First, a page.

top of page

How my linocut prints of medieval subjects are inspired and produced

Printmaking is a time-consuming business. In its basic form, a print can be made from one block or many, each one inked up and printed. 

Inspiration and creation

I am inspired by medieval manuscripts and the work of medieval illuminators or limners. 


I begin each print by drawing an image taken from one of these onto the master block which is then cut by hand.


Cutting the blocks

I typically create my work using a master block taking many days to produce to remove areas where errors can occur.


From this I create a series of secondary blocks, each registered with the master block to ensure consistent colour printing.

As an example of the work involved, my image of The Green Knight in the Forest took 80 hours to cut.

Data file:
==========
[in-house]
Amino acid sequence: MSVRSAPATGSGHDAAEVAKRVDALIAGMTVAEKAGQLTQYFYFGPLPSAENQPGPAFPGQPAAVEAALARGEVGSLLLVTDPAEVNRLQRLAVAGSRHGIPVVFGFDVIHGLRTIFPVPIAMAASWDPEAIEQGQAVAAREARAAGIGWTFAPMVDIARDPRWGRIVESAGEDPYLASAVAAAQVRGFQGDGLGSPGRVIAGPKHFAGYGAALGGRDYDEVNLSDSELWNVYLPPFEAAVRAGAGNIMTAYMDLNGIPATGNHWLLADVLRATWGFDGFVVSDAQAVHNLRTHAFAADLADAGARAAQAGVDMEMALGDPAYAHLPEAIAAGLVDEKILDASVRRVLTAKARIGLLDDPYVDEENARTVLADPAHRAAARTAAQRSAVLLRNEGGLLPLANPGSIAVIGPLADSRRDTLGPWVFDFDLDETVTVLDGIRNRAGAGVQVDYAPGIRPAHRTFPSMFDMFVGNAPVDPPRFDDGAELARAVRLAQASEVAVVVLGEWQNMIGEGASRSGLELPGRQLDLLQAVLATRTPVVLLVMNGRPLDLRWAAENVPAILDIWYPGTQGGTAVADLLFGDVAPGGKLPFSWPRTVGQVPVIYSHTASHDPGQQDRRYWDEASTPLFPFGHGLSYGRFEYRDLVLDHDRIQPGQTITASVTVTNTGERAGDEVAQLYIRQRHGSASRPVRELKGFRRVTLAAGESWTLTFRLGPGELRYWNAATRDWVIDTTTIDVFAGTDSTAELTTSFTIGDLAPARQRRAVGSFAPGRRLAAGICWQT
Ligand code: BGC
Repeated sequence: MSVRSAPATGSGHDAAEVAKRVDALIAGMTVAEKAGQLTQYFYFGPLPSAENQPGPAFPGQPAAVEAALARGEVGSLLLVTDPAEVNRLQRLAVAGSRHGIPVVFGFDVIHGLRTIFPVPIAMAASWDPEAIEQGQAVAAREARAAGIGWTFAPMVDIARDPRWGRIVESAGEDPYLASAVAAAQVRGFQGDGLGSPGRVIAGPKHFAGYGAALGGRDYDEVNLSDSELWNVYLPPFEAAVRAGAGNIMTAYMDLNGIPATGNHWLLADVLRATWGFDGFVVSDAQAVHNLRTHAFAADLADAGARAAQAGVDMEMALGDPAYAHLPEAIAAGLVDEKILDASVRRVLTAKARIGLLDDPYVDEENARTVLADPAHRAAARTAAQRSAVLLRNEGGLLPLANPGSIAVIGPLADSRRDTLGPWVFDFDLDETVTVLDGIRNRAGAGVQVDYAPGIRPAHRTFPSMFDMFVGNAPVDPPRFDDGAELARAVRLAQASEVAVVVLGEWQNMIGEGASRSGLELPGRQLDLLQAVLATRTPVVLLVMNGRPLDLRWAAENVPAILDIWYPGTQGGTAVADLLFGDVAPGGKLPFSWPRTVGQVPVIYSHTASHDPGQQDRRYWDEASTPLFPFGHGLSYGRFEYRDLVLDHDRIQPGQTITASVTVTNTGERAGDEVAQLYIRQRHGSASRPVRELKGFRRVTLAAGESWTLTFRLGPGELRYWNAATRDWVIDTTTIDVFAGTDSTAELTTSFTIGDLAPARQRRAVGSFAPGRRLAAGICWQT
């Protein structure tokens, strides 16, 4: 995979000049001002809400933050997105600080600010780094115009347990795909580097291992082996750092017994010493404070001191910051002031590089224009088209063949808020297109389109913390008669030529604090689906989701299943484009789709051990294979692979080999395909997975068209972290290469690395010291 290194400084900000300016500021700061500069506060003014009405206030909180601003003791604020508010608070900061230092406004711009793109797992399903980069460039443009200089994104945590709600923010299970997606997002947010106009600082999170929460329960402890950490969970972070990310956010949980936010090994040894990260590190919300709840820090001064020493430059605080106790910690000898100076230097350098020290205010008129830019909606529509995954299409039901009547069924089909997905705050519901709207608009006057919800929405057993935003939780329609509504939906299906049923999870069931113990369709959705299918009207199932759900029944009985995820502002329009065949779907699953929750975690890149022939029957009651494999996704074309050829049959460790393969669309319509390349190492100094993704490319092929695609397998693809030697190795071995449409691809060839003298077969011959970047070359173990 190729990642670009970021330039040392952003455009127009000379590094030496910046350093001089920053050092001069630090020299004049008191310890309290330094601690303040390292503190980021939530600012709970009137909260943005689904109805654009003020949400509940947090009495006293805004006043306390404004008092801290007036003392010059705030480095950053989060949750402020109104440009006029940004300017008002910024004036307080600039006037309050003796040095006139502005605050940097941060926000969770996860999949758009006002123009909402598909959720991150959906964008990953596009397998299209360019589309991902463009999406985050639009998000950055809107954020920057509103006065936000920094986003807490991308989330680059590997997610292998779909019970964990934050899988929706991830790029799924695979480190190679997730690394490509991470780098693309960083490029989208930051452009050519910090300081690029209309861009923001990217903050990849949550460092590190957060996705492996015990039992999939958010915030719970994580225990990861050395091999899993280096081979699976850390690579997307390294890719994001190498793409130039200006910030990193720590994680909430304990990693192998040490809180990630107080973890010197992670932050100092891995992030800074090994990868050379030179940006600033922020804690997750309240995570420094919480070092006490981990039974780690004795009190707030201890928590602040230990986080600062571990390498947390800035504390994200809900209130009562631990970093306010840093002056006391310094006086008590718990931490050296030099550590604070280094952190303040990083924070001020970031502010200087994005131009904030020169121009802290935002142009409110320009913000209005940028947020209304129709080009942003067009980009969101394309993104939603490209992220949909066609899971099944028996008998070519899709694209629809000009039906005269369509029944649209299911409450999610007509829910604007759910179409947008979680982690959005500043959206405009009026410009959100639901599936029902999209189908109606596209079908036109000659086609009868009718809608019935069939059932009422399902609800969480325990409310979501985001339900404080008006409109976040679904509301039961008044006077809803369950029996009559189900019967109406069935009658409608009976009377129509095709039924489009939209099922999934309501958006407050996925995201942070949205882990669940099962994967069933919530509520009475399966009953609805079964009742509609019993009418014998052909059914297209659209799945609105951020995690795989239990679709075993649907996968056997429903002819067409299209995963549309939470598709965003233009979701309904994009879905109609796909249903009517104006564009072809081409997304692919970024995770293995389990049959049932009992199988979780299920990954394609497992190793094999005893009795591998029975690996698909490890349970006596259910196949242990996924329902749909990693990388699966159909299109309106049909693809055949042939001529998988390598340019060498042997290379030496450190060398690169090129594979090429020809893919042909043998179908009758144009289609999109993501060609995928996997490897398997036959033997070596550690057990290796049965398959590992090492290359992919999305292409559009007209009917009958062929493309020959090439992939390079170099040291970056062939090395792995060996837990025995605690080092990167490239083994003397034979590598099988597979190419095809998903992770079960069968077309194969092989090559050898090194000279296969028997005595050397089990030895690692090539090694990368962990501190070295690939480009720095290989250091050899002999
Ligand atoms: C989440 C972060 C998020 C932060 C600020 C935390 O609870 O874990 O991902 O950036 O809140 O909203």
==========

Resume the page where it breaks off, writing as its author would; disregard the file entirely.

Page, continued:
Printing the blocks

In printing a multi-colour print, each colour has to be registered so that every colour falls exactly where it should.

Using an old Albion press (see the pictures), is complicated. Often the press has subtleties of pressure which means you need to turn each block around.

My preference is to print "wet on wet" to maximise colour creation and subtlety in the final print. Sometimes I "extend" or thin the inks to enable greater transparency and texture.

A lifetime of learning

Printmaking is about constant learning and the application of new techniques; complacency results in failure.


Concentration is critical - printmaking always has a way of catching you out if you grow tired!

Michael Smith, Printmaker
Michael Smith using the Albion printing press
bottom of page